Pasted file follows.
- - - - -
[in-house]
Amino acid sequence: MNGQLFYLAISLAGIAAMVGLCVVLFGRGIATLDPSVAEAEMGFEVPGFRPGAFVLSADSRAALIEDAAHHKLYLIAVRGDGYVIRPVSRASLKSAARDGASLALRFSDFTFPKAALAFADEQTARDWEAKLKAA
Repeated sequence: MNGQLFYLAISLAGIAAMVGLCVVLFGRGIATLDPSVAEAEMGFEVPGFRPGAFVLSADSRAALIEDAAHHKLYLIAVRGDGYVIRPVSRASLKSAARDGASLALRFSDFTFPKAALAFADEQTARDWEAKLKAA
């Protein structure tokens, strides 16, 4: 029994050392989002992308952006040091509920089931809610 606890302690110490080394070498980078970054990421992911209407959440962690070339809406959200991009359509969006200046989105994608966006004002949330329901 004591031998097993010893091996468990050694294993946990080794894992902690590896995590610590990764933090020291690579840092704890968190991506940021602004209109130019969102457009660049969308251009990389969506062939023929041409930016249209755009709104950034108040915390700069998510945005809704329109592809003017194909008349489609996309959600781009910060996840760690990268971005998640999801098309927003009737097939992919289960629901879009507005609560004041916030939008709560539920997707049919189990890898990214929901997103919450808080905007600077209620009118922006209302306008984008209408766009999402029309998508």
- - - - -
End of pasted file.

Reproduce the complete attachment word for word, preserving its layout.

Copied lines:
[in-house]
Amino acid sequence: MNGQLFYLAISLAGIAAMVGLCVVLFGRGIATLDPSVAEAEMGFEVPGFRPGAFVLSADSRAALIEDAAHHKLYLIAVRGDGYVIRPVSRASLKSAARDGASLALRFSDFTFPKAALAFADEQTARDWEAKLKAA
Repeated sequence: MNGQLFYLAISLAGIAAMVGLCVVLFGRGIATLDPSVAEAEMGFEVPGFRPGAFVLSADSRAALIEDAAHHKLYLIAVRGDGYVIRPVSRASLKSAARDGASLALRFSDFTFPKAALAFADEQTARDWEAKLKAA
């Protein structure tokens, strides 16, 4: 029994050392989002992308952006040091509920089931809610 606890302690110490080394070498980078970054990421992911209407959440962690070339809406959200991009359509969006200046989105994608966006004002949330329901 004591031998097993010893091996468990050694294993946990080794894992902690590896995590610590990764933090020291690579840092704890968190991506940021602004209109130019969102457009660049969308251009990389969506062939023929041409930016249209755009709104950034108040915390700069998510945005809704329109592809003017194909008349489609996309959600781009910060996840760690990268971005998640999801098309927003009737097939992919289960629901879009507005609560004041916030939008709560539920997707049919189990890898990214929901997103919450808080905007600077209620009118922006209302306008984008209408766009999402029309998508």